A burgeoning literature explores the extent to which consumption or income inadequately reflect people’s subjective well-being, just as GDP at times can provide an incomplete and misleading picture of national well-being. Scholars are increasingly using data on subjective well-being to complement traditional welfare indicators and to enrich our understanding of well-being and quality of life. The paper builds on the present research but it analyzes a much broader, more interdisciplinary, and more policy-relevant range of potential determinants simultaneously than currently existing in the literature on subjective well-being. It first analyzes the relative importance of a wide range of characteristics and conditions at the individual, household, regional and macro levels on levels of subjective well-being in Colombia in 2010/11; and second, assesses the marginal effects of a number of factors on perceived changes in levels of subjective well-being over time for the same respondents from 2008/09 to 2010/11. Findings show that increasing the quality of life of Colombians is largely conditional on minimizing risks and vulnerabilities: reducing the rate and duration of unemployment; improving the delivery of public health services; increasing the share of people with health and pension plans; enhancing safety and security in communities; and reducing levels of discrimination. It finds that job loss has particularly strong effects on levels of satisfaction that are larger than those for increased income, while also controlling for a decrease in income that is often related to being unemployed, suggesting that the human welfare (non-pecuniary) costs of unemployment are driving the strong effects. Moreover, any job, even a low-quality job, is overall better for one’s subjective well-being than being unemployed. Finally, policy aimed at improving people’s subjective well-being will likely have the greatest impact if focused on mitigating vulnerabilities and negative shocks that people face.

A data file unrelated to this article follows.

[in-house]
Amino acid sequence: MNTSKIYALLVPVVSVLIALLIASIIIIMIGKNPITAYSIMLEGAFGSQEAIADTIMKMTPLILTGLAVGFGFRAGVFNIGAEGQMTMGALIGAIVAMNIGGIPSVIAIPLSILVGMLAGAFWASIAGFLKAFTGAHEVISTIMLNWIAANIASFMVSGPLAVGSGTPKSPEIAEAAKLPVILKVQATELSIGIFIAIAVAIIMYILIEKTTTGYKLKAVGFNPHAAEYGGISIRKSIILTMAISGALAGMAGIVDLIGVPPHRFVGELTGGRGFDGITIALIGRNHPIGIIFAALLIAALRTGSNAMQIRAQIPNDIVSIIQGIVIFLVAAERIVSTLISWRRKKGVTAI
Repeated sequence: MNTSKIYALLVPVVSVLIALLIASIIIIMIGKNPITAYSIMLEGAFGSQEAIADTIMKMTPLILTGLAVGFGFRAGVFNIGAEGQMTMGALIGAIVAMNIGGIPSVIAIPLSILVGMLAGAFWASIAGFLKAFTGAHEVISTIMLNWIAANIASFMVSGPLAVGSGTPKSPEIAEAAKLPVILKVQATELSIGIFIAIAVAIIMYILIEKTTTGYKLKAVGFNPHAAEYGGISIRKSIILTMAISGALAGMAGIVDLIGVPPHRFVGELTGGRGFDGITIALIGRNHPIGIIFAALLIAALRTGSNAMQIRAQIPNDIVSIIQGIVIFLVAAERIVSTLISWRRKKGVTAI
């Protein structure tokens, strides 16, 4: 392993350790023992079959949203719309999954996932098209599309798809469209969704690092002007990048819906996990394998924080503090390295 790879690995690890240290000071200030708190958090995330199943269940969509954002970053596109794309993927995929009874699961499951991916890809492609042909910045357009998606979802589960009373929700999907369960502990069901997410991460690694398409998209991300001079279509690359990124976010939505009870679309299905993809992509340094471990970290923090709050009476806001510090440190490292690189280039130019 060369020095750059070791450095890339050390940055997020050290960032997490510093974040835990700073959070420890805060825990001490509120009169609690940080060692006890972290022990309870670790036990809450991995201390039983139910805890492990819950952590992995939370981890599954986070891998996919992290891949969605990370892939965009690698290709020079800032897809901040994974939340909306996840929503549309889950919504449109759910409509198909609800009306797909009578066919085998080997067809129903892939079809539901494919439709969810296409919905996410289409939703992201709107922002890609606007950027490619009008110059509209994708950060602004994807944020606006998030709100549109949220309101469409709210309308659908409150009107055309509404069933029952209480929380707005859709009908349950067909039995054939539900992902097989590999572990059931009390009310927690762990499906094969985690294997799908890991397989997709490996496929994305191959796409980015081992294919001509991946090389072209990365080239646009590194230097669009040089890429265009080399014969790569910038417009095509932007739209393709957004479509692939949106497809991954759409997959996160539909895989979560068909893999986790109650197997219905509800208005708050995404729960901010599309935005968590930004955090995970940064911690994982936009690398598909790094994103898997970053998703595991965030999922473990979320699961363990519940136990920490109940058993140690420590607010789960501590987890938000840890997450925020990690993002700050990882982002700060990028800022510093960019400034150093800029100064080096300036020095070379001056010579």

"There needs to be substantial follow along investment from the supply chain. This is a significant gamble. For [Wisconsin's state investment in Foxconn] to pay off, you need to build not just one company … you need to build a number of smaller and medium-sized companies."